Tories accused of worsening heating bill crisis by scrapping home insulation scheme

·4-min read
Chancellor Rishi Sunak ended the Green Homes Grant in his last budget  (PA Archive)
Chancellor Rishi Sunak ended the Green Homes Grant in his last budget (PA Archive)

The government has been accused of worsening the heating bill crisis by ending a successful home insulation programme just as fuel prices surge.

The Liberal Democrats have said ministers need to introduce an emergency insulation programme ahead of a winter of surging bills – as new figures show millions of people expect to be unable to heat their homes this winter.

The Green Homes Grant offered households vouchers to go towards the cost of insulation, but it was scrapped in Rishi Sunak's last budget and replaced with a new scheme that gave funding to local authorities to distribute the cash.

The party’s leader, Ed Davey, who served as energy secretary in the last coalition government, told The Independent that the new scheme had failed because it has only insulated 3,000 homes since coming into effect in October – “no bigger than a large village”.

The Lib Dems have said targeting the worst-insulated band F homes by converting them to band A homes would save households on average £557 in heating bills.

Those in more common band D properties would still save an average of £202 more with an upgrade, the party said.

But the government said the claims were “spurious and theoretical at best” and that it would upgrade 50,000 homes living in the worst-insulated buildings this year.

New research from housing charity Shelter has found that a quarter of renters cannot afford to keep their homes warm because of soaring fuel prices.

The surge in heating bill costs caused by rising gas prices is to hit at the same time as the government's cut to universal credit, with the furlough scheme also set to end on 30 September.

More than a third of private renters in England, equivalent to two million households, now receive housing benefits to help pay their rent – up from 25 per cent pre-pandemic.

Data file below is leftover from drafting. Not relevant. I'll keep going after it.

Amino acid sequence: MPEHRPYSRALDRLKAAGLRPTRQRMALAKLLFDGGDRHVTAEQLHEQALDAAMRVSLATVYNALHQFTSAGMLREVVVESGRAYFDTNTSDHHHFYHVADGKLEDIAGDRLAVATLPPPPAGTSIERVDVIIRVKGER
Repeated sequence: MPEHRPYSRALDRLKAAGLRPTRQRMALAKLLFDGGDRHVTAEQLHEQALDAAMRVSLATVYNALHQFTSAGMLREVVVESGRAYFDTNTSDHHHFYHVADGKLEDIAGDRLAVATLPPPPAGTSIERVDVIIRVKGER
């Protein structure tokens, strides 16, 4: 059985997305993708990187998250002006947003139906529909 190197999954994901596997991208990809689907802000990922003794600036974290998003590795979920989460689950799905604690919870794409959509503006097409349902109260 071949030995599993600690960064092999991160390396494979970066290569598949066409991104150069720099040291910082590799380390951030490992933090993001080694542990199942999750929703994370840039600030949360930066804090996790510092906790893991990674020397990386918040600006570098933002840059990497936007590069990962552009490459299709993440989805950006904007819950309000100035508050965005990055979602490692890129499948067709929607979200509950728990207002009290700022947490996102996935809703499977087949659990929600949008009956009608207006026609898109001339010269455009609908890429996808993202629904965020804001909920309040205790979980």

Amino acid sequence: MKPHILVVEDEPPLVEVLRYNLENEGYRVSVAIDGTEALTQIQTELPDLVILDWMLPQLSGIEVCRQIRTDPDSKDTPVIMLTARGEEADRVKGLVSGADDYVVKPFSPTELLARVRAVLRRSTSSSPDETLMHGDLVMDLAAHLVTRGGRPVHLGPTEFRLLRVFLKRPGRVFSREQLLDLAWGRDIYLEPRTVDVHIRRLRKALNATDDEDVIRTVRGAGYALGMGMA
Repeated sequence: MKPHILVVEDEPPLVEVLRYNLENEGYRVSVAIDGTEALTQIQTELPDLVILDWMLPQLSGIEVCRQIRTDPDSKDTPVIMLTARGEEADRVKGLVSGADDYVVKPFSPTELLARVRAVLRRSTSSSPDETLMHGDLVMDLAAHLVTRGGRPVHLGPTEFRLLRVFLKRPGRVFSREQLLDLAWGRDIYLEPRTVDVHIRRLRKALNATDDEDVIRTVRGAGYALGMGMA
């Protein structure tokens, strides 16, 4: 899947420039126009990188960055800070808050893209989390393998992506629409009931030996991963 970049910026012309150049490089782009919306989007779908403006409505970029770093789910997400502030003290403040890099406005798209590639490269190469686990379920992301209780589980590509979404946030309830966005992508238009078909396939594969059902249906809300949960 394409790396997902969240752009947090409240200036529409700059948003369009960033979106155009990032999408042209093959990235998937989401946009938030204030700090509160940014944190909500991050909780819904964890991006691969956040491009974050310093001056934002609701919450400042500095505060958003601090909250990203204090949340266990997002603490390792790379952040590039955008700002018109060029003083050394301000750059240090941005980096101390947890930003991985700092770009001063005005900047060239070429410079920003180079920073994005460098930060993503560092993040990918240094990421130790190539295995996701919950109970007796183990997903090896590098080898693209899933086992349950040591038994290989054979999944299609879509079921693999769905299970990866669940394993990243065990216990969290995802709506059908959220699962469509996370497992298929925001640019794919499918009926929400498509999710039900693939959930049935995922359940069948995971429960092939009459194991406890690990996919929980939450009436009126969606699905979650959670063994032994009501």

YouGov polling commissioned by Shelter found that 26 per cent of adult renters in England already say they cannot keep their homes warm in winter – and the polling was conducted in April, well before the latest price hikes.

Polly Neate, chief executive of Shelter, said that the “triple whammy of the furlough scheme ending, cuts to universal credit and rocketing fuel prices may be the final straw for many renters barely hanging on to their homes”.

She added: “We are facing a perfect storm for homelessness to rise, and the new housing secretary must get a handle on the situation before winter arrives.”

The Liberal Democrat leader said that an emergency insulation programme should begin this winter.

“This Conservative government has hit household finances with an energy bill bombshell this winter,” Mr Davey said. “By slashing a grant which could have saved cash-strapped households hundreds of pounds amidst gas prices escalating, the Conservatives have worsened the energy crisis for millions of people across the country.”

He went on to add: “This winter people could face the stark reality that they may not be able to heat their homes. At the same time, bills are soaring and food supplies could run short. We are facing a winter of discontent.

“The government must make amends for their unforgivable mistake of scrapping the Green Homes Grant. I am calling for an emergency package of support for households which are not properly insulated. This time the scheme needs to be long term, both to make sure suppliers back it and so it also helps tackle the climate emergency.”

Business minister Lord Callanan told MPs this week that only 80,000 of the vouchers were issued under the Green Homes Grant scheme before it was scrapped in March.

The minister said the figure fell short of the projected target of 600,000 because of “fairly challenging timelines”.

“It’s fair to say the Green Homes Grant has not been one of our finest success stories. It clearly did not fulfil the huge expectations,” he added.

A government spokesperson said: “The UK has a strong track record in improving the energy performance of its homes, with 40 per cent now above energy performance band C, up from just 9 per cent in 2008.

“We are committed to going further and faster, which is why we’re continuing to invest £9bn in improving the energy efficiency of our buildings, including £1.3bn this year alone to upgrade an additional 50,000 low-income households with the worst energy performance certificates, while supporting hundreds of thousands of skilled green jobs.”

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